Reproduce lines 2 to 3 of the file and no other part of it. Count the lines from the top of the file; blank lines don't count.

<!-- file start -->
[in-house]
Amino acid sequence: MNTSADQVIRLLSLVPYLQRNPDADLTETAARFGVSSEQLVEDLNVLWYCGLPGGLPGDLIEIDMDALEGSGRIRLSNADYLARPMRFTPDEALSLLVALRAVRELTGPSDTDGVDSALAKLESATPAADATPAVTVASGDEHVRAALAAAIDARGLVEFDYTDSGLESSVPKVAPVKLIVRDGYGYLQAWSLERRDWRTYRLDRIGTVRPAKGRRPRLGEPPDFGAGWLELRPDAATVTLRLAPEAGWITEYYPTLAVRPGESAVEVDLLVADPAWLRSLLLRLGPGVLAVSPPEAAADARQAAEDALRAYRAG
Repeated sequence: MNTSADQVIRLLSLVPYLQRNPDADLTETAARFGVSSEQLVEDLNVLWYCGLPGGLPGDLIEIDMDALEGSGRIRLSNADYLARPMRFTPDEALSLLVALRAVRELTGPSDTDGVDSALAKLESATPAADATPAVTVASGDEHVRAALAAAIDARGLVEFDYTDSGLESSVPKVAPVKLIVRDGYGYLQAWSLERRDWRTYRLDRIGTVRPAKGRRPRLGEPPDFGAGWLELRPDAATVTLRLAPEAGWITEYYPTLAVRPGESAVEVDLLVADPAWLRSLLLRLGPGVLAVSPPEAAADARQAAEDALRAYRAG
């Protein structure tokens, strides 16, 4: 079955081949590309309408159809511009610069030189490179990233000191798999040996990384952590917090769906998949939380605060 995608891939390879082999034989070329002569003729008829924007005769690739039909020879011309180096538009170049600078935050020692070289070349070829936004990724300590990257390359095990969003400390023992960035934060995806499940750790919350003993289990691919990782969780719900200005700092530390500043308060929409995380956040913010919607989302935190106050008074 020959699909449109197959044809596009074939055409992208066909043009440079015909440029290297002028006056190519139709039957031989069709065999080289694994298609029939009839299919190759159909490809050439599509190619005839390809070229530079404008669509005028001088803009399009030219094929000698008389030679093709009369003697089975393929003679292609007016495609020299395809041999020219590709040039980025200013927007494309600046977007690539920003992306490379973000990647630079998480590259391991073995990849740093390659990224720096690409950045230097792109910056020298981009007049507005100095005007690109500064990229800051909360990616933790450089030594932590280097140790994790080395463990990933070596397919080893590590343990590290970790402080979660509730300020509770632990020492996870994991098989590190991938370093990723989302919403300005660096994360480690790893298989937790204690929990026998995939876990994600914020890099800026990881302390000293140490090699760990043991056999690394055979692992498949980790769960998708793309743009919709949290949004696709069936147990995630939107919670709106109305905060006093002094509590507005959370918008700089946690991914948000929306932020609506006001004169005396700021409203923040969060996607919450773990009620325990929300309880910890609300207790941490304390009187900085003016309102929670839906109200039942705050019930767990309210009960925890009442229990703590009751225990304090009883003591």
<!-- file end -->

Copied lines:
Amino acid sequence: MNTSADQVIRLLSLVPYLQRNPDADLTETAARFGVSSEQLVEDLNVLWYCGLPGGLPGDLIEIDMDALEGSGRIRLSNADYLARPMRFTPDEALSLLVALRAVRELTGPSDTDGVDSALAKLESATPAADATPAVTVASGDEHVRAALAAAIDARGLVEFDYTDSGLESSVPKVAPVKLIVRDGYGYLQAWSLERRDWRTYRLDRIGTVRPAKGRRPRLGEPPDFGAGWLELRPDAATVTLRLAPEAGWITEYYPTLAVRPGESAVEVDLLVADPAWLRSLLLRLGPGVLAVSPPEAAADARQAAEDALRAYRAG
Repeated sequence: MNTSADQVIRLLSLVPYLQRNPDADLTETAARFGVSSEQLVEDLNVLWYCGLPGGLPGDLIEIDMDALEGSGRIRLSNADYLARPMRFTPDEALSLLVALRAVRELTGPSDTDGVDSALAKLESATPAADATPAVTVASGDEHVRAALAAAIDARGLVEFDYTDSGLESSVPKVAPVKLIVRDGYGYLQAWSLERRDWRTYRLDRIGTVRPAKGRRPRLGEPPDFGAGWLELRPDAATVTLRLAPEAGWITEYYPTLAVRPGESAVEVDLLVADPAWLRSLLLRLGPGVLAVSPPEAAADARQAAEDALRAYRAG